Why the Most Difficult Part of Writing a Memoir is Being Truthful
From October 20—22, 2017, the Stratford Writers Festival will take over Stratford, Ontario, as some of Canada’s top literary and creative talents come together for this unique three-day festival. With the festival rapidly approaching, we caught up with attending author Lorina Mapa to ask her a few questions about her latest projects, and why literary festivals are important to the Canadian artistic community.
To hear more from Lorina, click here to purchase tickets to her upcoming Stratford Writers Festival panel entitled My Life: Memoirs As Told By Grief with authors Glenn Dixon and Marianne Apostolides, and moderated by Alison Wearing.
Why do you feel that graphic novels are growing in popularity?
These days, most readers (especially younger generations) are aware that comic books are no longer the sole domain of Batman or Archie (both of which I am a fan of). With the constant blurring of genres in all types of pop culture (films, music, and books), graphic novels are simply seen as another way of telling a story.
For me, there is a certain intimacy with graphic novels in the same manner there is with radio or subtitled foreign language films; because not every bit of information has been given, a more active participation occurs. Although the artist/writer can draw their world, since it isn’t in a realistic style, a reader also has to interpret and imagine things, and that can lead to powerful connections. So, for me, it’s a different way of connecting.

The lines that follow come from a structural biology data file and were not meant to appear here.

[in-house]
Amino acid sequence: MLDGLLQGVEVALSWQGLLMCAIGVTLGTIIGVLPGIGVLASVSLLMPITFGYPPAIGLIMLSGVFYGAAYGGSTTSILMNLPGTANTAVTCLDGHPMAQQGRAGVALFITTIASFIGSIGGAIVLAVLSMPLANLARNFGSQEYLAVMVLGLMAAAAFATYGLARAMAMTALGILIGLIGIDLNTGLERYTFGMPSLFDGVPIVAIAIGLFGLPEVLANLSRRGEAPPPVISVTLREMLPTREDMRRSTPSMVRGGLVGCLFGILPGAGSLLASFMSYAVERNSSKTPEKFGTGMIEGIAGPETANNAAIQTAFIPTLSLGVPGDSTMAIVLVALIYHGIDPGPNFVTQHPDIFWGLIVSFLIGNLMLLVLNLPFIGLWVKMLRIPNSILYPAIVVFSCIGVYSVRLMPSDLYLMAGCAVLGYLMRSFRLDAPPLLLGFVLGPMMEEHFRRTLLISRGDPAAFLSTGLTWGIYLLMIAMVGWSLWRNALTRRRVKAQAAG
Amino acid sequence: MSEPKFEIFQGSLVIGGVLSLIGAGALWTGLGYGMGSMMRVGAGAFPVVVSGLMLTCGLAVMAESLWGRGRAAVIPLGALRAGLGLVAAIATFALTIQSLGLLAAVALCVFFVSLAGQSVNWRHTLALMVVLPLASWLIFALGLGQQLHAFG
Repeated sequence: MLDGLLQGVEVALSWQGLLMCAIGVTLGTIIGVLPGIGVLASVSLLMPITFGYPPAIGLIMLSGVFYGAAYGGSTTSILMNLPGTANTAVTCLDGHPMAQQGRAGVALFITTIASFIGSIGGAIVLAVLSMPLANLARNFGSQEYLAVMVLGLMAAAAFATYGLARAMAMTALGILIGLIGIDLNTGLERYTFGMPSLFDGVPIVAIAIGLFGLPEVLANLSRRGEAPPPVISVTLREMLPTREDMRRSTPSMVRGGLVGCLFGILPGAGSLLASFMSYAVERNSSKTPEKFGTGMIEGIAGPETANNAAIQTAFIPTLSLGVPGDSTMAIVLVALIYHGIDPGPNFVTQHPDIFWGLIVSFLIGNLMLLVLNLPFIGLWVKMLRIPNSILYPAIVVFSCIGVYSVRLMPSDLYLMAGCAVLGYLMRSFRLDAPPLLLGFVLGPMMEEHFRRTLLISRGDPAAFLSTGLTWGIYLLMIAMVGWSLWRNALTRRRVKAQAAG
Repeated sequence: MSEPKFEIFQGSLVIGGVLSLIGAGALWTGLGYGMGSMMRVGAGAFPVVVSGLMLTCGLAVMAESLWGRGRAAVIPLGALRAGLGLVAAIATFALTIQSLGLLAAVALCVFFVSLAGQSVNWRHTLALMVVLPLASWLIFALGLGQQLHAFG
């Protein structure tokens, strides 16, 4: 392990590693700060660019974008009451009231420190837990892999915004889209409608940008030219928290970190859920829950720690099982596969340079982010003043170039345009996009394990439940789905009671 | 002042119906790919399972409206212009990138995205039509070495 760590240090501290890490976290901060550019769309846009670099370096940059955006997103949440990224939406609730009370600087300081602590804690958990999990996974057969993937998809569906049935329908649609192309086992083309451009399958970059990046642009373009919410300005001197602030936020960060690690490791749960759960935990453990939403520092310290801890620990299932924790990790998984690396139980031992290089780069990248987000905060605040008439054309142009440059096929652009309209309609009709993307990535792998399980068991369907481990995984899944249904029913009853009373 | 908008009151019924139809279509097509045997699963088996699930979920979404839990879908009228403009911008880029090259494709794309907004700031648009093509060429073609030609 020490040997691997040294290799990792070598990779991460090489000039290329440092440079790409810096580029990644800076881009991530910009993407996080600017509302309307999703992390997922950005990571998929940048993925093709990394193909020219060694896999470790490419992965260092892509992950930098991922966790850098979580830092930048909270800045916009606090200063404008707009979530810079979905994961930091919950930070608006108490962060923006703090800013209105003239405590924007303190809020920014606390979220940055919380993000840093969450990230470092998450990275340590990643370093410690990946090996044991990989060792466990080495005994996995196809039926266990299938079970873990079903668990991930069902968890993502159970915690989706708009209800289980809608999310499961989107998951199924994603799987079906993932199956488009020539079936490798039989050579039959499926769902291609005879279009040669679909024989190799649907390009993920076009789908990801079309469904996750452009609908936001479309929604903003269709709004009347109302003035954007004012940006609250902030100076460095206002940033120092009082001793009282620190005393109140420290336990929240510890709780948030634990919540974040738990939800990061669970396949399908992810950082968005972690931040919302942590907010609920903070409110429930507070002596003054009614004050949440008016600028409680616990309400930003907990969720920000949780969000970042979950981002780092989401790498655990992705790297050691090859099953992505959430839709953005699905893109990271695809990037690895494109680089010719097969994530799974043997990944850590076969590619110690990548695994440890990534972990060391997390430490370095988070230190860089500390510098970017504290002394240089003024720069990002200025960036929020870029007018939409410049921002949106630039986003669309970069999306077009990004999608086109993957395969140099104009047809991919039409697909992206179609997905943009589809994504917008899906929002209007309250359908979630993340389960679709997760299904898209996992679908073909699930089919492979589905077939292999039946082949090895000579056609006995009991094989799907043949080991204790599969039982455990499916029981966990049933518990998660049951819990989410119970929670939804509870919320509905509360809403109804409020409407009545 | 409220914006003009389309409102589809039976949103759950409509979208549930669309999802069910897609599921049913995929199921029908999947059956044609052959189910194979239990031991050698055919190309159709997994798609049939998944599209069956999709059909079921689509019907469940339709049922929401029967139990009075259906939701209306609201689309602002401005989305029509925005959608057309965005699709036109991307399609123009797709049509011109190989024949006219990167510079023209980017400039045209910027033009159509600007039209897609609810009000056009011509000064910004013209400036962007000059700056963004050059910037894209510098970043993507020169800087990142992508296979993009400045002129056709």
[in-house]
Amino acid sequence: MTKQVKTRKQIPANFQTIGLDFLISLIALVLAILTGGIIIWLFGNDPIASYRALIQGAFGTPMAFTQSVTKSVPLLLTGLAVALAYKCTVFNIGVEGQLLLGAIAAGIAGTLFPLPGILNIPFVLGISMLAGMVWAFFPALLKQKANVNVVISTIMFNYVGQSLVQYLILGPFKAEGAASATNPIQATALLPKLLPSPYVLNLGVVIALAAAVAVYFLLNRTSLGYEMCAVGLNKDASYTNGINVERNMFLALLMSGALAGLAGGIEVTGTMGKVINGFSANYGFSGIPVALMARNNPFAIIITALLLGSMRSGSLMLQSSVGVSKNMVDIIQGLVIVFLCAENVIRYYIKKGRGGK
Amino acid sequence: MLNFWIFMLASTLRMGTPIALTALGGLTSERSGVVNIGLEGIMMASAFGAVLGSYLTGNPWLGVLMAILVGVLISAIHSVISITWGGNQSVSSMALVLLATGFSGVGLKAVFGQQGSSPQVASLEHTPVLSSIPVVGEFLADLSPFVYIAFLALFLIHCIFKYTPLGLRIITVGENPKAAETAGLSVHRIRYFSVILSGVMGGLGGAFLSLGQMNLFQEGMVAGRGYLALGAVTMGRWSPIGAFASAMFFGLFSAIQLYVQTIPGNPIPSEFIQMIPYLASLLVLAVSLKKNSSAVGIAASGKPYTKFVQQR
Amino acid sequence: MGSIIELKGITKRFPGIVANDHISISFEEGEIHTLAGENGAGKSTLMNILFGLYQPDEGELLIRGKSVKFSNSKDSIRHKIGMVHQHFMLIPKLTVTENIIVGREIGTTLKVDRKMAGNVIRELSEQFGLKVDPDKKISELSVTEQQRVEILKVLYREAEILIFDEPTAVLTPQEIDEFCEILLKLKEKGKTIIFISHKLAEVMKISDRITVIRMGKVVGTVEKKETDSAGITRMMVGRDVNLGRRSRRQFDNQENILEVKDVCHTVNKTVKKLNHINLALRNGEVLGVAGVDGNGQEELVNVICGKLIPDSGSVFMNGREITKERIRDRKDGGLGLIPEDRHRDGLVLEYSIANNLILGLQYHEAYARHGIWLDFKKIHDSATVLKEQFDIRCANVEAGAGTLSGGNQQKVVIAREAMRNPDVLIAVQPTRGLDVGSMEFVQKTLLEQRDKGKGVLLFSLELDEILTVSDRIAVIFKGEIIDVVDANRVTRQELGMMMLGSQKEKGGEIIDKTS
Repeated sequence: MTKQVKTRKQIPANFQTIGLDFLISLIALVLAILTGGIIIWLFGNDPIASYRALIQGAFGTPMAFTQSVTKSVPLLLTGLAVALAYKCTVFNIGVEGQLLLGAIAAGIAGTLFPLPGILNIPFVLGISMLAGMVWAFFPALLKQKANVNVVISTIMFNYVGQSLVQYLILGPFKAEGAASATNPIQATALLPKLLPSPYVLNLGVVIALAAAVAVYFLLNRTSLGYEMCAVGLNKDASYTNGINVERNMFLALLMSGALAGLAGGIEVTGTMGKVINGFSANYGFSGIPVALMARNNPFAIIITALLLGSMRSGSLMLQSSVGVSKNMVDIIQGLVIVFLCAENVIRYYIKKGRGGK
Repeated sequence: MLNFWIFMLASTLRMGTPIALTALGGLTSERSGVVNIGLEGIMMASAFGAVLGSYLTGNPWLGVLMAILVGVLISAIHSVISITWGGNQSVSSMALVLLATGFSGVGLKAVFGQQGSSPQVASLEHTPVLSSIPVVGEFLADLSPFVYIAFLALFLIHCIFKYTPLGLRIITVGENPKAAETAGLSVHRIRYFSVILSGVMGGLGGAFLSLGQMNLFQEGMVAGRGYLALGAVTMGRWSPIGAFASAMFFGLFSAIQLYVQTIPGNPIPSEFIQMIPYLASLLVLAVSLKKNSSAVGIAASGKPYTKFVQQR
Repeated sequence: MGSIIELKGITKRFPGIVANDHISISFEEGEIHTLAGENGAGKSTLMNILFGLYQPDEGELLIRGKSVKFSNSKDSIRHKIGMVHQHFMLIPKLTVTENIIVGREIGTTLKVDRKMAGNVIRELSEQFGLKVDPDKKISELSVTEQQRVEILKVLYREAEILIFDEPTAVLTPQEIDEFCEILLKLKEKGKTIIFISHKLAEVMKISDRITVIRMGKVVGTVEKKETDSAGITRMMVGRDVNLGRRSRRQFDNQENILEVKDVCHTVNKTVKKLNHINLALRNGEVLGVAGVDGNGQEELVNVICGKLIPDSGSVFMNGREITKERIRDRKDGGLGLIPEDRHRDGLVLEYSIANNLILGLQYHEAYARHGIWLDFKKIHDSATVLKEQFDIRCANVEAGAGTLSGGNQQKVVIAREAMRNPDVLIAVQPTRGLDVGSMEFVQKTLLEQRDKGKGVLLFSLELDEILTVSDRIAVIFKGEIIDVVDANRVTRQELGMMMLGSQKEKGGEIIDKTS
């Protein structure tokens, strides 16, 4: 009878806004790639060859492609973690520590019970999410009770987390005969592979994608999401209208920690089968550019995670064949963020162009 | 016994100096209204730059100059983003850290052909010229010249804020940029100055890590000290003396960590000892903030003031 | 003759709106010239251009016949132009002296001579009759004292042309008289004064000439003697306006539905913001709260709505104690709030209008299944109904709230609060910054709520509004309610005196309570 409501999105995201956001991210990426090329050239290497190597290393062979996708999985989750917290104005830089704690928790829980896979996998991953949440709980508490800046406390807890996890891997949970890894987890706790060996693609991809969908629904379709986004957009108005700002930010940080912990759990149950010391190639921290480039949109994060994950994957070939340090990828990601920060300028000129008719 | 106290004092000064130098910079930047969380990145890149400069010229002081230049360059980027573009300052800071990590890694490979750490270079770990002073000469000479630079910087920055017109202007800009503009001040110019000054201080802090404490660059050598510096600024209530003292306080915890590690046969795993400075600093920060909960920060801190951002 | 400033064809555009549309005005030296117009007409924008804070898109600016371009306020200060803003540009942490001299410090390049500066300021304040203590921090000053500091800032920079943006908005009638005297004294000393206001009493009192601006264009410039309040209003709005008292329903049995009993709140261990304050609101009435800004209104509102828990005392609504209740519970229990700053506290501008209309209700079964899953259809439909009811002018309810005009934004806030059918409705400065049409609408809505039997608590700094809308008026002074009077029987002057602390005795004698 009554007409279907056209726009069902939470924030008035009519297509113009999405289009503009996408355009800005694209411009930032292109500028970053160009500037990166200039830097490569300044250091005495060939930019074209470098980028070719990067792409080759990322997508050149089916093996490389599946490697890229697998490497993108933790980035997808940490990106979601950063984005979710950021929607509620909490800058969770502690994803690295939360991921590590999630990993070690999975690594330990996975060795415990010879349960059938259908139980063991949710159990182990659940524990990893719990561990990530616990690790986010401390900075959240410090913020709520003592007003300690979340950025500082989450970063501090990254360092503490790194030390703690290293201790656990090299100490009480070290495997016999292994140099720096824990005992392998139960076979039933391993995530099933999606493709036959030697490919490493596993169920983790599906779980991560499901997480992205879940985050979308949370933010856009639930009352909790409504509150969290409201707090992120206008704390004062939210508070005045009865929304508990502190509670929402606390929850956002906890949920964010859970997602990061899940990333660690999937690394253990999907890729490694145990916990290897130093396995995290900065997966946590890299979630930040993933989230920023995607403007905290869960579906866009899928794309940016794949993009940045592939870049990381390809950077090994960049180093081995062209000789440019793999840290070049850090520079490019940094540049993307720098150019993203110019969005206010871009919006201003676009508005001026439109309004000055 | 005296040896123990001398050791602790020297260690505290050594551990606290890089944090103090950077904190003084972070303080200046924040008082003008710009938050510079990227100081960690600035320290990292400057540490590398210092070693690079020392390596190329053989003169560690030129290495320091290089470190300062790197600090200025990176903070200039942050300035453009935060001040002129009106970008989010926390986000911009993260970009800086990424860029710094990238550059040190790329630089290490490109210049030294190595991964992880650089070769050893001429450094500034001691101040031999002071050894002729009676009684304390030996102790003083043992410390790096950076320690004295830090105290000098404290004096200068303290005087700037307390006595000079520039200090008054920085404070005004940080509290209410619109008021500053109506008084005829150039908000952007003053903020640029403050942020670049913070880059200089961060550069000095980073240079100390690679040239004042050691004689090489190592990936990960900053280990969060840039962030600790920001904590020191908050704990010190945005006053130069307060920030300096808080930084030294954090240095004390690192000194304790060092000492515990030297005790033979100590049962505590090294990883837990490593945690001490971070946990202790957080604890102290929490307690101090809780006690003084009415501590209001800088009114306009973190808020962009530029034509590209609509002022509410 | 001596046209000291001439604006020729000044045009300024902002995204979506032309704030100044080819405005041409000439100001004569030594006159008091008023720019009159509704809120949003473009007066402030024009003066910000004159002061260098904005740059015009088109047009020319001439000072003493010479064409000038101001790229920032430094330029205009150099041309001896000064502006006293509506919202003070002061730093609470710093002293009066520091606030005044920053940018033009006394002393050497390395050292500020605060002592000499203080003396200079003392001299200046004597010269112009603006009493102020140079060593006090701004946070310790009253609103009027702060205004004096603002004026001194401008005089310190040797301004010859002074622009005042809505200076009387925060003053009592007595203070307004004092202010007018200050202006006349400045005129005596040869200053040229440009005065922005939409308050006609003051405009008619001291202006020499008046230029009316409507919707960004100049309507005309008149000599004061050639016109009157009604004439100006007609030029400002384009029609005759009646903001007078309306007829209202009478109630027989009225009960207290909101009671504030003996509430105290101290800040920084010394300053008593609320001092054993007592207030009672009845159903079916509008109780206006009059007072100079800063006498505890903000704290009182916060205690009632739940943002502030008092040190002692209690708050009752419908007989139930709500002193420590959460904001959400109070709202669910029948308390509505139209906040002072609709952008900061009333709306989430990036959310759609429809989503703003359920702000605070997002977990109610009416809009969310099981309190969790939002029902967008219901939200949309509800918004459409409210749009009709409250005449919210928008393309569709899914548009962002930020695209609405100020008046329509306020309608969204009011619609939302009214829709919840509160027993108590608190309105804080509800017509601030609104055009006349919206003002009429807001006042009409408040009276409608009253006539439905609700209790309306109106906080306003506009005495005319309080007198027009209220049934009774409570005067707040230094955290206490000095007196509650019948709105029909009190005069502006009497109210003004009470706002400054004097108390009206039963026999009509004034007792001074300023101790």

What is the most difficult part of writing a memoir?
Being truthful while respecting and knowing that what you say may not always be perceived well by those you love. I’m not bothered about how I come across to the public, but this may not be the case with others in my life, and it’s not like they had a choice in the matter.
Why do you feel it’s important to meet readers at events such as the Stratford Writers Festival?
I think it emphasizes an authenticity with readers, the fact that writers are real people. And more importantly, we are all celebrating a shared love of books.
What is your favourite part about attending writers festivals or literary events?
I love everything about it: meeting readers, fellow authors, and event organizers.
Are you working on any projects right now?
I’m working on two projects right now: one book of short stories (about animals) that take place during my childhood; another is a somewhat wacky sequel to Duran Duran, Imelda Marcos and Me that takes place when I am aged 16-21 and move to the States. My boyfriend from art school (and future husband) visits the Philippines for the first time. Culture shock on both sides and hilarity ensue, so I’m having fun doing that. Neither of them will have anything near the dramatic stakes or depth of my first book, and I am okay with that.
To hear more, don’t miss Lorina’s panel entitled My Life: Memoirs As Told by Grief on Saturday, October 21, 2017, at 1:30 pm at the Stratford Writers Festival. See you there!
Do you read graphic novels? Why do you think they are growing in popularity?